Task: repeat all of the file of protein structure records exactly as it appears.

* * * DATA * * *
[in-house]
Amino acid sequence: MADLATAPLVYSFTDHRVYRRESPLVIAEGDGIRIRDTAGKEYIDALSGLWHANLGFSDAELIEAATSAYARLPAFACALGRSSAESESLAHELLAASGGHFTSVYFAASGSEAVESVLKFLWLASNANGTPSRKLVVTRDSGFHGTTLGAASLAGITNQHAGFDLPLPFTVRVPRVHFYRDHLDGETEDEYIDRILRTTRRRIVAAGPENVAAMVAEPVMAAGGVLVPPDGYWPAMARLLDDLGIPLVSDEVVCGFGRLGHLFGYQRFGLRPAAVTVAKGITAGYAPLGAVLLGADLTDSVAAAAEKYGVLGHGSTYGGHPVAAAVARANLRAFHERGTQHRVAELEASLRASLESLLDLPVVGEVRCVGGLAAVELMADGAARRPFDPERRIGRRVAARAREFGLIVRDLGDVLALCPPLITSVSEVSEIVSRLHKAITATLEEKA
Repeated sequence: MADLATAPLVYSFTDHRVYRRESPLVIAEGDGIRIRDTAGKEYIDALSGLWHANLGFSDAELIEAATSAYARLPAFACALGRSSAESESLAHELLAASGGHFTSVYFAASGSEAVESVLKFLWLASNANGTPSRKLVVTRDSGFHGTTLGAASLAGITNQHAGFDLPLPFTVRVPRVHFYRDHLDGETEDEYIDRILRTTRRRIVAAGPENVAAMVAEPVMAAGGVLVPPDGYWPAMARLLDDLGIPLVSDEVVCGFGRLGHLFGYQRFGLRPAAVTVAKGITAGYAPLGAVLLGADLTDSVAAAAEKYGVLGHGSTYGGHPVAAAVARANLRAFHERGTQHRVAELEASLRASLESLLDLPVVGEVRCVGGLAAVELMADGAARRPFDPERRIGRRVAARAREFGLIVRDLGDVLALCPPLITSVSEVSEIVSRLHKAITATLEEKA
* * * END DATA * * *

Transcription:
[in-house]
Amino acid sequence: MADLATAPLVYSFTDHRVYRRESPLVIAEGDGIRIRDTAGKEYIDALSGLWHANLGFSDAELIEAATSAYARLPAFACALGRSSAESESLAHELLAASGGHFTSVYFAASGSEAVESVLKFLWLASNANGTPSRKLVVTRDSGFHGTTLGAASLAGITNQHAGFDLPLPFTVRVPRVHFYRDHLDGETEDEYIDRILRTTRRRIVAAGPENVAAMVAEPVMAAGGVLVPPDGYWPAMARLLDDLGIPLVSDEVVCGFGRLGHLFGYQRFGLRPAAVTVAKGITAGYAPLGAVLLGADLTDSVAAAAEKYGVLGHGSTYGGHPVAAAVARANLRAFHERGTQHRVAELEASLRASLESLLDLPVVGEVRCVGGLAAVELMADGAARRPFDPERRIGRRVAARAREFGLIVRDLGDVLALCPPLITSVSEVSEIVSRLHKAITATLEEKA
Repeated sequence: MADLATAPLVYSFTDHRVYRRESPLVIAEGDGIRIRDTAGKEYIDALSGLWHANLGFSDAELIEAATSAYARLPAFACALGRSSAESESLAHELLAASGGHFTSVYFAASGSEAVESVLKFLWLASNANGTPSRKLVVTRDSGFHGTTLGAASLAGITNQHAGFDLPLPFTVRVPRVHFYRDHLDGETEDEYIDRILRTTRRRIVAAGPENVAAMVAEPVMAAGGVLVPPDGYWPAMARLLDDLGIPLVSDEVVCGFGRLGHLFGYQRFGLRPAAVTVAKGITAGYAPLGAVLLGADLTDSVAAAAEKYGVLGHGSTYGGHPVAAAVARANLRAFHERGTQHRVAELEASLRASLESLLDLPVVGEVRCVGGLAAVELMADGAARRPFDPERRIGRRVAARAREFGLIVRDLGDVLALCPPLITSVSEVSEIVSRLHKAITATLEEKA